Introducing Overmind and Hivemind

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Never mind your usual Procfile manager, here’s Overmind—and its little brother Hivemind. Evil Martians use these tools, built by Sergey Alexandrovich, to manage Procfile-based applications for development. You may want to consider a switch too.

First, some history

First, there was rails s, and then there was sidekiq, and then gulp, or webpack-dev-server, or whatever else needed to use your app in the development environment. Rarely in the jungle of the modern web can a programmer get away by running one single process in the shell.

Next came the Procfile—a format to specify the types of processes an application provides and the commands to run those services. It became a standard for Heroku and other Platforms-as-a-Service.

After that came Foreman. It allowed developers to launch all these processes with a single command. Everyone rejoiced, and David Dollar, who created it, got over 4k stars at GitHub. More similar tools would soon appear, and with it, a freedom of choice.

Sergey Aleksandrovich noticed something wrong with these options. Here’s how he explains it:

The problem with most of those tools is that the processes you want to manage start to think they are logging their output into a file, and that can lead to all sorts of problems: severe lag, losing or breaking colored output. Tools can also add vanity information (unneeded timestamps in logs).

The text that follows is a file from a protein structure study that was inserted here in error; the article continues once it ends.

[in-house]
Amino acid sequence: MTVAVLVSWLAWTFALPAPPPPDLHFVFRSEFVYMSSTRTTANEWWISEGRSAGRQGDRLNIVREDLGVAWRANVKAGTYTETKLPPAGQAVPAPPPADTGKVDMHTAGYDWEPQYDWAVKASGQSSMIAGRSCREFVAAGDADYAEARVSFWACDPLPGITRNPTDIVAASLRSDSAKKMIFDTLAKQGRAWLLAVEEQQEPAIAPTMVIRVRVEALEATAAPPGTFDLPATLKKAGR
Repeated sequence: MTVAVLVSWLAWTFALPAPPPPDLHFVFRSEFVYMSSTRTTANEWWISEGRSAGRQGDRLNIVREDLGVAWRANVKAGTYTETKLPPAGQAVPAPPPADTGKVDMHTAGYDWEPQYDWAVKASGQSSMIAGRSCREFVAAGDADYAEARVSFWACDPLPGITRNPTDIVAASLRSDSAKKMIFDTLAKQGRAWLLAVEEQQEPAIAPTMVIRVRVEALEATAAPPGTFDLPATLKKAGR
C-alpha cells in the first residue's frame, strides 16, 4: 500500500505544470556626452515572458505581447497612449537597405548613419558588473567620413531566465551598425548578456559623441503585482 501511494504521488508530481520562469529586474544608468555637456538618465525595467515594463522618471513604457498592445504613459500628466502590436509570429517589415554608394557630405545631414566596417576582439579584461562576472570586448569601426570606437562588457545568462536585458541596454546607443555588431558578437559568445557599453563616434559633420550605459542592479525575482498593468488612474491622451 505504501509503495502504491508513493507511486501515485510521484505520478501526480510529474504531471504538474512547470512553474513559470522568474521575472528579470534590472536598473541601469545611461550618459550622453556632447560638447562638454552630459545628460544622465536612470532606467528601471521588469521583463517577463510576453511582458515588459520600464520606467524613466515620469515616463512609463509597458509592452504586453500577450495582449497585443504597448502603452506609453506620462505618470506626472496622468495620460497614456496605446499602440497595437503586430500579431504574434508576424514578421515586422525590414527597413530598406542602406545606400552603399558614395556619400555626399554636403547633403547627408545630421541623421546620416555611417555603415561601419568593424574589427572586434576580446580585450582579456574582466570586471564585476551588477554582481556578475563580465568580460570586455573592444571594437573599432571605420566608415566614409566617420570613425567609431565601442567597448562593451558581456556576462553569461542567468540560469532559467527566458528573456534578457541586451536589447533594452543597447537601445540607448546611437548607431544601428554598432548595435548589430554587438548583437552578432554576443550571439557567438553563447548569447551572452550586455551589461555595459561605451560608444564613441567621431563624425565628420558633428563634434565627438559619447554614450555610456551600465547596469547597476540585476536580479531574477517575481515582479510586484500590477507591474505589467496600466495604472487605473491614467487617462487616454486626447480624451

Hivemind preserving Sidekiq ASCII-art

Sidekiq logging to Terminal on a Mac directly (left), Foreman clipping the output (middle), Hivemind preserving the beauty of ASCII-art (right)

In an attempt to solve this problem (that might have been bugging you, too) Sergey turned his attention towards pseudoterminals.

TLC for the PTY

Pseudoterminals (pseudotty, or PTY) have been around since 1967. They’ve existed in the UNIX world since the 80’s and 2010’s The Linux Programming Interface contains an entire chapter explaining them.

An excellent breakdown of the concept was written by French programmer Rachid Koucha. Here’s an excerpt:

A pseudoterminal is mainly used to make a process believe that it interacts with a terminal although it actually interacts with one or more processes.

That’s exactly what’s needed to make the process manager behave in the terminal window! You don’t want processes to believe they’ve output to a file, you want them to print neatly to the shell so that sidekiq’s karate guy can keep on kicking.

Hivemind, written in Go, harnesses the power of pty entirely. So, whenever you have a Procfile in your working directory, that looks something like this:

web: bundle exec rails server -p $PORT -b
worker: bundle exec sidekiq -C config/sidekiq.yml
assets: gulp watch

You can now run all the processes specified within simply by typing hivemind in your console. If you need to specify a path to a file located somewhere else, just follow your hivemind command with the path to the Procfile you need.

Overmind goes up to eleven